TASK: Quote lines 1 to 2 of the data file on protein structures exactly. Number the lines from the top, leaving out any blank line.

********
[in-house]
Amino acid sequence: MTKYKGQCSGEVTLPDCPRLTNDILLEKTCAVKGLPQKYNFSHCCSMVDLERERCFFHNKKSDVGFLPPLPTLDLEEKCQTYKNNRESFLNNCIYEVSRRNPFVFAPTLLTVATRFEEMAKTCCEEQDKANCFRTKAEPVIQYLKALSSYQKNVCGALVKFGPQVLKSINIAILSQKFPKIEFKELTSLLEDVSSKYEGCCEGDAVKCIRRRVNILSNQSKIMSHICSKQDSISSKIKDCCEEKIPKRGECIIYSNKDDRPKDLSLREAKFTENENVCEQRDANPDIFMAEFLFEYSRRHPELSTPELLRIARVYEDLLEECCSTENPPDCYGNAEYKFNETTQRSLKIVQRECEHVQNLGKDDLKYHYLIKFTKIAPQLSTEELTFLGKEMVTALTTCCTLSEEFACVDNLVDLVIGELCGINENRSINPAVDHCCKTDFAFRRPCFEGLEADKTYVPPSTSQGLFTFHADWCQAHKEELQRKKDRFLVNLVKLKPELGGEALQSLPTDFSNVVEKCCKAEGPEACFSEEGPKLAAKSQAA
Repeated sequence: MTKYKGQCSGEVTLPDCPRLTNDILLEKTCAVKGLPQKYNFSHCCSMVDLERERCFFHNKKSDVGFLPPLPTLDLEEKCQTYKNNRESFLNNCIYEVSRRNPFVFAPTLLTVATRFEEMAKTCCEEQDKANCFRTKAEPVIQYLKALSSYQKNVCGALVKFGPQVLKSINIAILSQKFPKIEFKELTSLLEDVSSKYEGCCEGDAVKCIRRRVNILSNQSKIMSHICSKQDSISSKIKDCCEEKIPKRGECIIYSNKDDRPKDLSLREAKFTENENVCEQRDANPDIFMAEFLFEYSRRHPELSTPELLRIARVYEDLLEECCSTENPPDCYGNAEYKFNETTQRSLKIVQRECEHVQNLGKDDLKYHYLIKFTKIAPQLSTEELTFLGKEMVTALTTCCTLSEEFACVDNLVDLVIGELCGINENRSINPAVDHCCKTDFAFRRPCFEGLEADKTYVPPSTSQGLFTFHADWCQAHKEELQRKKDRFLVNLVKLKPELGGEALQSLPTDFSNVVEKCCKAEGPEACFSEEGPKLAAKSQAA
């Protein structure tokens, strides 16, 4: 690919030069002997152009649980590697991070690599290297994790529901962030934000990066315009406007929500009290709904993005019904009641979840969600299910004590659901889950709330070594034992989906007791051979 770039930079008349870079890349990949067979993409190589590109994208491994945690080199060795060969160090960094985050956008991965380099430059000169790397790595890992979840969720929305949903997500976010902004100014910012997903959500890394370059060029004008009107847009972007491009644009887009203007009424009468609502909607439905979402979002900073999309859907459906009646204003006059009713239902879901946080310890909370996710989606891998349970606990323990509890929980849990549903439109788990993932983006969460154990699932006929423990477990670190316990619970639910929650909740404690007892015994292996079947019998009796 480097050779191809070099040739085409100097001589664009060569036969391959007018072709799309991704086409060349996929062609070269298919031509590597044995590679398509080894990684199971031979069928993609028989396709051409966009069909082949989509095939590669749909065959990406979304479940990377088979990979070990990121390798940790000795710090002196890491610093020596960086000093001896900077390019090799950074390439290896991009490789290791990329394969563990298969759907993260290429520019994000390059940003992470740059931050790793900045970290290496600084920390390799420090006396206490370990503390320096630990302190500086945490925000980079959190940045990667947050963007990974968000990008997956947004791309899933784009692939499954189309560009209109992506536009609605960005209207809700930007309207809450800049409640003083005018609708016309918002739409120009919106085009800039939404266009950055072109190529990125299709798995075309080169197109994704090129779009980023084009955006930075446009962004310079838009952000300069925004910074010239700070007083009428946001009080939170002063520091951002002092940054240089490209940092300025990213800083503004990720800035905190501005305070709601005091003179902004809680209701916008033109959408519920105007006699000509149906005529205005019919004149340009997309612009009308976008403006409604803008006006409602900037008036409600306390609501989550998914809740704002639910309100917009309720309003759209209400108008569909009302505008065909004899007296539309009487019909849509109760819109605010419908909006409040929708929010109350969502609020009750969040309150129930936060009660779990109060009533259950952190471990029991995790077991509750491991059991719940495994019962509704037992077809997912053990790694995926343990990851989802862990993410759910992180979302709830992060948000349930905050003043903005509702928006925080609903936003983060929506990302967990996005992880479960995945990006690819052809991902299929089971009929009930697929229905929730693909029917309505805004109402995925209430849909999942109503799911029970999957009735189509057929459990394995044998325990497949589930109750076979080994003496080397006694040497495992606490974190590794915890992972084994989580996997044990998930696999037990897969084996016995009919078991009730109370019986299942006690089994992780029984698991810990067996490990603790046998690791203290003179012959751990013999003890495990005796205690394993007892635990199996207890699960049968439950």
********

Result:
[in-house]
Amino acid sequence: MTKYKGQCSGEVTLPDCPRLTNDILLEKTCAVKGLPQKYNFSHCCSMVDLERERCFFHNKKSDVGFLPPLPTLDLEEKCQTYKNNRESFLNNCIYEVSRRNPFVFAPTLLTVATRFEEMAKTCCEEQDKANCFRTKAEPVIQYLKALSSYQKNVCGALVKFGPQVLKSINIAILSQKFPKIEFKELTSLLEDVSSKYEGCCEGDAVKCIRRRVNILSNQSKIMSHICSKQDSISSKIKDCCEEKIPKRGECIIYSNKDDRPKDLSLREAKFTENENVCEQRDANPDIFMAEFLFEYSRRHPELSTPELLRIARVYEDLLEECCSTENPPDCYGNAEYKFNETTQRSLKIVQRECEHVQNLGKDDLKYHYLIKFTKIAPQLSTEELTFLGKEMVTALTTCCTLSEEFACVDNLVDLVIGELCGINENRSINPAVDHCCKTDFAFRRPCFEGLEADKTYVPPSTSQGLFTFHADWCQAHKEELQRKKDRFLVNLVKLKPELGGEALQSLPTDFSNVVEKCCKAEGPEACFSEEGPKLAAKSQAA